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Five Washington FFA chapters are national award finalists

Matthew Weaver

Capital Press

Published on September 13, 2016 2:00PM


Five Washington State FFA programs are finalists for national FFA awards, and a state adviser says it’s a sign of creativity and innovation from student members.

The Elma and Goldendale FFA chapters are national finalists for the National FFA Organization’s 2016 Model of Innovation awards for student development for logging rodeo and non-traditional agriculture career programs, respectively.

The Omak chapter is a finalist for the national Model of Innovation award for chapter development for its officer mascot’s social media campaign.

The Ephrata chapter is a finalist for the national Model of Innovation community development award for highway crop signs with the Quincy Rotary.

The Yelm chapter is a finalist for the Model of Excellence award.

“I think it’s really significant when you look at the size and scope of our national organization,” said Rebecca Wallace, Washington FFA adviser and agricultural education program supervisor in the Washington State Office of the Superintendent of Public Instruction. “Having one of the top 10 chapters in the nation as an overall program means they’re one of the best. That’s huge.”

Every chapter in good standing in the nation is eligible for such recognition, Wallace said, noting there are more than 7,000 chapters.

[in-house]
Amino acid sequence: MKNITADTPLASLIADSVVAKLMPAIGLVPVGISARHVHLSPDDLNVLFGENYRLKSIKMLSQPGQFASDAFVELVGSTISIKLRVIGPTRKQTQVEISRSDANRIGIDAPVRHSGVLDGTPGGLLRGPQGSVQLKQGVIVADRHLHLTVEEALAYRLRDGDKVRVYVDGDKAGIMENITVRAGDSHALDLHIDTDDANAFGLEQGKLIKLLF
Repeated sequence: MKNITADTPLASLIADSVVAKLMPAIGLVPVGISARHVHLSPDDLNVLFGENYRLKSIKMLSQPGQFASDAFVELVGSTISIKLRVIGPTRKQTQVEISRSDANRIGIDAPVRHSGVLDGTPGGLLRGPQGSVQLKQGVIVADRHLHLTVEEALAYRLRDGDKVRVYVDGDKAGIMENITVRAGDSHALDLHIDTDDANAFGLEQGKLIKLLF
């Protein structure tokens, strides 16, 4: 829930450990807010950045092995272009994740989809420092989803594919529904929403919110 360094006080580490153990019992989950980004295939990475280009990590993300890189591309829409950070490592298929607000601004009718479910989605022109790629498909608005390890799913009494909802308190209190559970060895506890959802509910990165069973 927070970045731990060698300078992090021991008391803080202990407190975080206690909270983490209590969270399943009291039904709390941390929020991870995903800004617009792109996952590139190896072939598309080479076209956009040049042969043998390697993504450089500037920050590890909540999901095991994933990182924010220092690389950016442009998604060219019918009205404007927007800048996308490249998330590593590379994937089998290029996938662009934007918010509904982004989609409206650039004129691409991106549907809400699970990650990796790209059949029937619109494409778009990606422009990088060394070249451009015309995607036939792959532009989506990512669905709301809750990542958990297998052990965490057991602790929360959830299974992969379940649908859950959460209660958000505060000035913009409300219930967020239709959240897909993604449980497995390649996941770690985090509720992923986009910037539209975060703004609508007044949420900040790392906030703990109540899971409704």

The national organization is looking for programs that are “new, different, exciting – you really have to be quite innovative,” Wallace said.

Wallace believes it’s the first time Washington has had this much recognition in one year.

“It speaks to the good works being done in the communities across the state, the strong leadership and dedication from our agricultural educators and the creativity and innovation that our students have when they’re putting together their program activities,” she said.

Students plan the activities, Wallace said.

“Statistically, to have five finalists out of one state across the nation being recognized, I think that speaks volumes,” Wallace said.

The programs also benefit from the participation of local communities, Wallace said.

“Most certainly, the programs that have the most success means they’re really drilled in to their local industry partners,” she said.



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